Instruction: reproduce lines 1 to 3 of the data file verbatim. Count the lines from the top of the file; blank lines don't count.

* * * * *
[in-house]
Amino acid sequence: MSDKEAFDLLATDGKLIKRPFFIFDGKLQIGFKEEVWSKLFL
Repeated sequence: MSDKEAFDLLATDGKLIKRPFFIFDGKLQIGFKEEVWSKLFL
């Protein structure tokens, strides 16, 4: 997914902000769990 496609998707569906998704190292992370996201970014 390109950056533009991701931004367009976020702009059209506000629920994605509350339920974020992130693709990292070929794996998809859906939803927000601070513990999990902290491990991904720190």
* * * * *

[in-house]
Amino acid sequence: MSDKEAFDLLATDGKLIKRPFFIFDGKLQIGFKEEVWSKLFL
Repeated sequence: MSDKEAFDLLATDGKLIKRPFFIFDGKLQIGFKEEVWSKLFL